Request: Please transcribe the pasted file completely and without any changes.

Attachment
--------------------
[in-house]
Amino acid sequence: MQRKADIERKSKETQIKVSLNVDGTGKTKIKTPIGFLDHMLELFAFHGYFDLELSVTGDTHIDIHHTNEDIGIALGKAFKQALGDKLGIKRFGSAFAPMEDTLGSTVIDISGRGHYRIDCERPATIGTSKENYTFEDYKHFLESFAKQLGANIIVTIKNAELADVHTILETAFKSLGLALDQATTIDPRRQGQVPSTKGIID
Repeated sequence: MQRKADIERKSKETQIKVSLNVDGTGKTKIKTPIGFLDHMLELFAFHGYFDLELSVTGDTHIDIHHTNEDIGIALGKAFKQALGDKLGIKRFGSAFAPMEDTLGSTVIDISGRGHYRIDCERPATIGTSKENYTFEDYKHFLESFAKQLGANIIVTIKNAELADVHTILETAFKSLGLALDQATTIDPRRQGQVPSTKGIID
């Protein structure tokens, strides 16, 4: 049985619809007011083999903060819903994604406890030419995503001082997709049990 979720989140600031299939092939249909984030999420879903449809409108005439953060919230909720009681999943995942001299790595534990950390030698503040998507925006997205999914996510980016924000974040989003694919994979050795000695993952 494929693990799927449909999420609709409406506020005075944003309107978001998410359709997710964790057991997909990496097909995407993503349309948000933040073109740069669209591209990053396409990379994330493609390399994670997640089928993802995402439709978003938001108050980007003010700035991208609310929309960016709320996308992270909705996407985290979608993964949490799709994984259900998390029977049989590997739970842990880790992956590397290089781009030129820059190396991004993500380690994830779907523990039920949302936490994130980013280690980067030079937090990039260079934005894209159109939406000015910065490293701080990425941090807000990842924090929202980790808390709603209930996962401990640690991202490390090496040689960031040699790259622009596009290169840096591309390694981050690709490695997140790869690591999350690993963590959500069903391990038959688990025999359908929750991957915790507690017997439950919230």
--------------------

[in-house]
Amino acid sequence: MQRKADIERKSKETQIKVSLNVDGTGKTKIKTPIGFLDHMLELFAFHGYFDLELSVTGDTHIDIHHTNEDIGIALGKAFKQALGDKLGIKRFGSAFAPMEDTLGSTVIDISGRGHYRIDCERPATIGTSKENYTFEDYKHFLESFAKQLGANIIVTIKNAELADVHTILETAFKSLGLALDQATTIDPRRQGQVPSTKGIID
Repeated sequence: MQRKADIERKSKETQIKVSLNVDGTGKTKIKTPIGFLDHMLELFAFHGYFDLELSVTGDTHIDIHHTNEDIGIALGKAFKQALGDKLGIKRFGSAFAPMEDTLGSTVIDISGRGHYRIDCERPATIGTSKENYTFEDYKHFLESFAKQLGANIIVTIKNAELADVHTILETAFKSLGLALDQATTIDPRRQGQVPSTKGIID
């Protein structure tokens, strides 16, 4: 049985619809007011083999903060819903994604406890030419995503001082997709049990 979720989140600031299939092939249909984030999420879903449809409108005439953060919230909720009681999943995942001299790595534990950390030698503040998507925006997205999914996510980016924000974040989003694919994979050795000695993952 494929693990799927449909999420609709409406506020005075944003309107978001998410359709997710964790057991997909990496097909995407993503349309948000933040073109740069669209591209990053396409990379994330493609390399994670997640089928993802995402439709978003938001108050980007003010700035991208609310929309960016709320996308992270909705996407985290979608993964949490799709994984259900998390029977049989590997739970842990880790992956590397290089781009030129820059190396991004993500380690994830779907523990039920949302936490994130980013280690980067030079937090990039260079934005894209159109939406000015910065490293701080990425941090807000990842924090929202980790808390709603209930996962401990640690991202490390090496040689960031040699790259622009596009290169840096591309390694981050690709490695997140790869690591999350690993963590959500069903391990038959688990025999359908929750991957915790507690017997439950919230």